displacement ratio (NDR) refers to the degree to which the host cell
nucleus is laterally displaced by the parasite. Nuclear displacement was
calculated as described in Savage and Greiner (2004). Parasite length
was determined by measuring a line drawn to bisect the gametocyte
along its longitudinal axis. Area was calculated using a drawing tube
and grid, as described in Forrester et al. (1977).
Haemoproteus khani n. sp.
(Figs. 1–6; Table I)
Immature gametocyte: Developmental stages halteridial, de-
veloping laterally in mature erythrocyte, with ends wrapping
Received 26 April 2004; revised 17 June 2004; accepted 18 June
* To whom correspondence should be addressed.
around erythrocyte nucleus (Figs. 1, 2). First circumnuclear
contact between parasite ends occurs adjacent to host cell nu-
cleus (Fig. 3), then parasite grows outward, filling remaining
host cell cytoplasm at maturity. Host–parasite complex at this
stage is 10 ?m2larger than the fully mature complex, but par-
asite has same area, indicating host cell atrophy as parasite ma-
Macrogametocyte (n ? 15): Circumnuclear at maturity (Fig.
4), lightly staining blue with Giemsa. Nucleus commonly in-
distinct, light pink when visible. Margins smooth or slightly
irregular, but not amoeboid. Fully developed host cell–parasite
complex area ? 130.5 ?m2, 8% larger than uninfected eryth-
rocytes. Host cell nucleus displaced slightly, NDR ? 0.81. Av-
erage parasite area ? 109.3 ?m2, host cell nucleus reduced from
22.4 to 18.0 ?m2. Parasite length ? 28.8 ?m. Infected cells
slightly increased in length. When visible, parasite nucleus ?
10.4 ?m2(9.5% of parasite). Refractile granules located ran-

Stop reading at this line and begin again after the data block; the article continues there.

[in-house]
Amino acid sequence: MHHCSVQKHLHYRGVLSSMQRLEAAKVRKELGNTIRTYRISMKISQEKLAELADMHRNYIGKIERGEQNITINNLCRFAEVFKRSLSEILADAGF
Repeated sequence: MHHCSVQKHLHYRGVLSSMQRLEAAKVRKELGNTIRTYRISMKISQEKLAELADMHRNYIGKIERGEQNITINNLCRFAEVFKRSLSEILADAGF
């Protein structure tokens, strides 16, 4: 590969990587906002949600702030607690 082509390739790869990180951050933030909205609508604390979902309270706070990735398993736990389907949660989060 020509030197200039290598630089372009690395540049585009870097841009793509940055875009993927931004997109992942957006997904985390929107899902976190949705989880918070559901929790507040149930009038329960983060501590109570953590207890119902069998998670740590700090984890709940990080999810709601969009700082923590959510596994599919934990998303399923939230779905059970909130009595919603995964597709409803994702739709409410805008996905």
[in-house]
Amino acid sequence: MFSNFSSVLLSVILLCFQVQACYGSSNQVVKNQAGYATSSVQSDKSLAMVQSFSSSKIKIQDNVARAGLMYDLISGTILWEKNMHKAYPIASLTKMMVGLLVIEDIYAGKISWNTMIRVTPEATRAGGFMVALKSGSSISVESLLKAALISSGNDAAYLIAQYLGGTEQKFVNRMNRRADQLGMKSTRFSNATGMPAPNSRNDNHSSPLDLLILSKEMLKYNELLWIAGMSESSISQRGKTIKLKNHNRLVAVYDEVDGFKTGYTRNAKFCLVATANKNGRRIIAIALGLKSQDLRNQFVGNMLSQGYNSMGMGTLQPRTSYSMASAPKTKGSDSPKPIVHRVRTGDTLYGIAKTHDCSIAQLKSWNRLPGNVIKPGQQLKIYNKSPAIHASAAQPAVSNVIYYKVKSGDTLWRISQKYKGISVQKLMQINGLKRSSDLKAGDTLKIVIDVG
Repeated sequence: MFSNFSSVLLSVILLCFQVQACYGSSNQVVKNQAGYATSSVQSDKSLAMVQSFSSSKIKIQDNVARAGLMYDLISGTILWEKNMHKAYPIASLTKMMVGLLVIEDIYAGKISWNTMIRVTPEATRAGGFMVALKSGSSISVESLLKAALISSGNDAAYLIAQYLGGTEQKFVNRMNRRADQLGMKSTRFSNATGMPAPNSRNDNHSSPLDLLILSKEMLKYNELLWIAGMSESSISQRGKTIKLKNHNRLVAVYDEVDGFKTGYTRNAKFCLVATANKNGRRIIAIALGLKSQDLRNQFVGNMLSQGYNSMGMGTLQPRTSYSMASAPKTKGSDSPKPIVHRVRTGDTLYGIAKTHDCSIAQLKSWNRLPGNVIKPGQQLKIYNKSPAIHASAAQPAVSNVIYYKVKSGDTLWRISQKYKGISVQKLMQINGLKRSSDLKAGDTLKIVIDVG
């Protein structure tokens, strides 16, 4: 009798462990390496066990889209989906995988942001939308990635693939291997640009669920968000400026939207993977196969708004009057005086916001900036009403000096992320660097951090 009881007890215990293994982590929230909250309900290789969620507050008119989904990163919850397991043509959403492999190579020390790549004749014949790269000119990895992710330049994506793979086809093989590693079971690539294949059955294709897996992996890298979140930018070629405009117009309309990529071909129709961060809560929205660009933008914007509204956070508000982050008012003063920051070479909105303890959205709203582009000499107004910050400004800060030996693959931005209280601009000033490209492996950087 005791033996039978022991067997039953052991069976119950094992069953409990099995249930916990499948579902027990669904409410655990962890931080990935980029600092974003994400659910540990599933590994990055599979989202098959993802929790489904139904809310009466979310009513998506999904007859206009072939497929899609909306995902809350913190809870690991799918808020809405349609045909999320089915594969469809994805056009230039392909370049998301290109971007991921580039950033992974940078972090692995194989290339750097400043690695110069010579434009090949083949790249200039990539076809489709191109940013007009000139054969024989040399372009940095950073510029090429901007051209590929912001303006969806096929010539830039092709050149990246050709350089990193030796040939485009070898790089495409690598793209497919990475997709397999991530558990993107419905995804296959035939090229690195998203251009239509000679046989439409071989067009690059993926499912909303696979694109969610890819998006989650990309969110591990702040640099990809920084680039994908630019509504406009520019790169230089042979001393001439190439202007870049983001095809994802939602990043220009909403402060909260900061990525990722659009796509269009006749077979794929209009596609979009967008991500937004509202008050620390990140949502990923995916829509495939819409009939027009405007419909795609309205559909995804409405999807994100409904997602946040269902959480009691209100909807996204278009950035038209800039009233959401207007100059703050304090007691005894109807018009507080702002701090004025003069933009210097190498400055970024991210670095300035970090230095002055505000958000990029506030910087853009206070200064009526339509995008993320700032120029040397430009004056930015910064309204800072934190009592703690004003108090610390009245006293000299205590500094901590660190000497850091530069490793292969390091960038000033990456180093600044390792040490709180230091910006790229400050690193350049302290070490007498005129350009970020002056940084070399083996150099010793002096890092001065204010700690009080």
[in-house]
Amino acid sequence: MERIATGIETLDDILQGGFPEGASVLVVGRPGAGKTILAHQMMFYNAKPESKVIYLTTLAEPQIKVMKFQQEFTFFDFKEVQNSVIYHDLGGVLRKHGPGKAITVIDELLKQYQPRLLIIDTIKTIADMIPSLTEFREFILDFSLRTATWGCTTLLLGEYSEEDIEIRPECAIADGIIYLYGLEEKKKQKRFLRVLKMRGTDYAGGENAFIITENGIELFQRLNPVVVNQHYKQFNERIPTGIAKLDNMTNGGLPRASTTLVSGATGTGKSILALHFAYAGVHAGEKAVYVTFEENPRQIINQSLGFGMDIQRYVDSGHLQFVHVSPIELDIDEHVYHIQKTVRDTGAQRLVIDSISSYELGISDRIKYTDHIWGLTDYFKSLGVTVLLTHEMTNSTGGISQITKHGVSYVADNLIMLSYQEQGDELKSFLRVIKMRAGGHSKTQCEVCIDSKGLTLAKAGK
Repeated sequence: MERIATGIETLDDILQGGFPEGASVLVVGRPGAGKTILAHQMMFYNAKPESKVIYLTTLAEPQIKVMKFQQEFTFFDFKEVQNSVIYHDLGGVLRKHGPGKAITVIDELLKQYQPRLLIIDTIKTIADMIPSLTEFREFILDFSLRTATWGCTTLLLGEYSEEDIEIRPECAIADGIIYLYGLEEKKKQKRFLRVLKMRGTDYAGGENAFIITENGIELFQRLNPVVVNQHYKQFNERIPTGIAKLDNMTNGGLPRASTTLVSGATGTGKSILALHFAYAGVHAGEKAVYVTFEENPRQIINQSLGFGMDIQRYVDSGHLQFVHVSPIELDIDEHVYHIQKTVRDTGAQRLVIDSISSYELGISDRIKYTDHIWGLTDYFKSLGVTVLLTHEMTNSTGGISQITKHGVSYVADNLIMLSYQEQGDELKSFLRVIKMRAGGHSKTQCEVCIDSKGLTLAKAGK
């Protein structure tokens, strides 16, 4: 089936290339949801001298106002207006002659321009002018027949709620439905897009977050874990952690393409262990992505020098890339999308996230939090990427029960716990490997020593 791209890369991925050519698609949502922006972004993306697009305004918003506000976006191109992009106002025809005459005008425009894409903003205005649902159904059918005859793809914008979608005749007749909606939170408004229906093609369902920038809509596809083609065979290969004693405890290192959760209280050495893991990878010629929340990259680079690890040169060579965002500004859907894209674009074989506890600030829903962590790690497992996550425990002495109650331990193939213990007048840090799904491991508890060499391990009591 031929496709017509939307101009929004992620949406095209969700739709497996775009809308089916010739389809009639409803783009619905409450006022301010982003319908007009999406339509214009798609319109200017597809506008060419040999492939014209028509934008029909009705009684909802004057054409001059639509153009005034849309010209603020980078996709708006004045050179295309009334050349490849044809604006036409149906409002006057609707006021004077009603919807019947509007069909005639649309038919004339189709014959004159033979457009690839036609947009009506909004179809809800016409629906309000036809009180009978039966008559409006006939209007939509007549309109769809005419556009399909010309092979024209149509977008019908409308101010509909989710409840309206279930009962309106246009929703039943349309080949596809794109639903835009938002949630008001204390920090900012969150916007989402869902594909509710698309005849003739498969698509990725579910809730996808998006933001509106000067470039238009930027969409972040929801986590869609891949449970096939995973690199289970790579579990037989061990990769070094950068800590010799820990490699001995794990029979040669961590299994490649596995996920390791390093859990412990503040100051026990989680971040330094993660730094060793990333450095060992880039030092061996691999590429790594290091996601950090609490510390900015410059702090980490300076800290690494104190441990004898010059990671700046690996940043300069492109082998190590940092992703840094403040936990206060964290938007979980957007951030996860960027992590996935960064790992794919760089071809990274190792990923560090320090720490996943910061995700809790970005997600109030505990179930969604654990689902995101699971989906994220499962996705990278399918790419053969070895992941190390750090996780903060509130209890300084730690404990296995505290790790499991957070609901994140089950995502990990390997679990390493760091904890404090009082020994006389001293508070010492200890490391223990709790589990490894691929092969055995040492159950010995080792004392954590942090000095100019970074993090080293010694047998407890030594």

domly through parasite, sometimes clumped. Pigment granules
vary in size, generally moderately large and ovoid, occasionally
smaller. Pigment white or yellow. Average number ? 13. No
volutin observed. Parasite develops in mature erythrocytes.
Microgametocyte (n ? 11): Same morphological character-
istics as described above, with gender staining associated dif-
ferences (Figs. 5, 6). Parasite stains pale pink or clear, com-
monly noticed only because of pigment granules. Parasite nu-
cleus pink when observed, average area ? 24.1 ?m2, 22.1% of
Type host: Dicrurus forficatus, Linnaeus, 1766.
Basis of description: Parasites are described from a blood
smear taken from an adult D. forficatus. Hapantotype: blood
smear SG-604 collected by Steven M. Goodman on 10 Decem-
ber 1995 in Andohahela, Madagascar, at 120 m. Accession
G463732 to the International Reference Centre for Avian He-
matozoa, Queensland Museum, South Brisbane, Queensland,
Australia. Parahapantotype: blood smear SG-605 collected by
Steven M. Goodman on 10 December 1995 in Andohahela,
Madagascar, at 120 m. Accession to IPM-11 to Institut de Pas-
teur de Madagascar.
Distribution: It is presumed that this parasite will be found
throughout the range of this species of drongo on Madagascar
and perhaps the Comoro Islands.
Etymology: The parasite is named in recognition of the sig-